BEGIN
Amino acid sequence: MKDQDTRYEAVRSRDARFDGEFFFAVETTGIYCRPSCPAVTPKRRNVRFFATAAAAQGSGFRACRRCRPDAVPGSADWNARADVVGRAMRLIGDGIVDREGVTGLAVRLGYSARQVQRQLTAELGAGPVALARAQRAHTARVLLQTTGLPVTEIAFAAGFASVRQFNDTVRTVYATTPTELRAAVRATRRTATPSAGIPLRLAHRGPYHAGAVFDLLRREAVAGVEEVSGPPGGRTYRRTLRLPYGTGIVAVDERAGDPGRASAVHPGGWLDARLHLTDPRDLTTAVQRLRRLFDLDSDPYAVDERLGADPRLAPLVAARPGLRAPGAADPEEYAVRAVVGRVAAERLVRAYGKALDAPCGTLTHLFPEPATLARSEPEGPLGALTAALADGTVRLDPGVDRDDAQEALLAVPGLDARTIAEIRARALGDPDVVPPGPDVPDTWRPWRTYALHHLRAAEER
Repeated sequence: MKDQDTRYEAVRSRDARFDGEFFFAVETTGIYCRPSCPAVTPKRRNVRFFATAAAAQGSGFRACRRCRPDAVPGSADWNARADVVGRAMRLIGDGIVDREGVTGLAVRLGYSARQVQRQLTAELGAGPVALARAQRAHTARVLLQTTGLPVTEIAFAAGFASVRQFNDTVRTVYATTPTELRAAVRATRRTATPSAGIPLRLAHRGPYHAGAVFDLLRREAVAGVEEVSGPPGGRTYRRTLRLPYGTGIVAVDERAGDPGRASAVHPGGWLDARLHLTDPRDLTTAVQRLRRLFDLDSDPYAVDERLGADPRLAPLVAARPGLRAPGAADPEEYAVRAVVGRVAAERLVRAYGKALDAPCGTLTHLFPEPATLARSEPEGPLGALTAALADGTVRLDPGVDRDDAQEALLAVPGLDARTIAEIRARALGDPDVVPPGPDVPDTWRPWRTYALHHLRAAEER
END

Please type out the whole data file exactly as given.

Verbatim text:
Amino acid sequence: MKDQDTRYEAVRSRDARFDGEFFFAVETTGIYCRPSCPAVTPKRRNVRFFATAAAAQGSGFRACRRCRPDAVPGSADWNARADVVGRAMRLIGDGIVDREGVTGLAVRLGYSARQVQRQLTAELGAGPVALARAQRAHTARVLLQTTGLPVTEIAFAAGFASVRQFNDTVRTVYATTPTELRAAVRATRRTATPSAGIPLRLAHRGPYHAGAVFDLLRREAVAGVEEVSGPPGGRTYRRTLRLPYGTGIVAVDERAGDPGRASAVHPGGWLDARLHLTDPRDLTTAVQRLRRLFDLDSDPYAVDERLGADPRLAPLVAARPGLRAPGAADPEEYAVRAVVGRVAAERLVRAYGKALDAPCGTLTHLFPEPATLARSEPEGPLGALTAALADGTVRLDPGVDRDDAQEALLAVPGLDARTIAEIRARALGDPDVVPPGPDVPDTWRPWRTYALHHLRAAEER
Repeated sequence: MKDQDTRYEAVRSRDARFDGEFFFAVETTGIYCRPSCPAVTPKRRNVRFFATAAAAQGSGFRACRRCRPDAVPGSADWNARADVVGRAMRLIGDGIVDREGVTGLAVRLGYSARQVQRQLTAELGAGPVALARAQRAHTARVLLQTTGLPVTEIAFAAGFASVRQFNDTVRTVYATTPTELRAAVRATRRTATPSAGIPLRLAHRGPYHAGAVFDLLRREAVAGVEEVSGPPGGRTYRRTLRLPYGTGIVAVDERAGDPGRASAVHPGGWLDARLHLTDPRDLTTAVQRLRRLFDLDSDPYAVDERLGADPRLAPLVAARPGLRAPGAADPEEYAVRAVVGRVAAERLVRAYGKALDAPCGTLTHLFPEPATLARSEPEGPLGALTAALADGTVRLDPGVDRDDAQEALLAVPGLDARTIAEIRARALGDPDVVPPGPDVPDTWRPWRTYALHHLRAAEER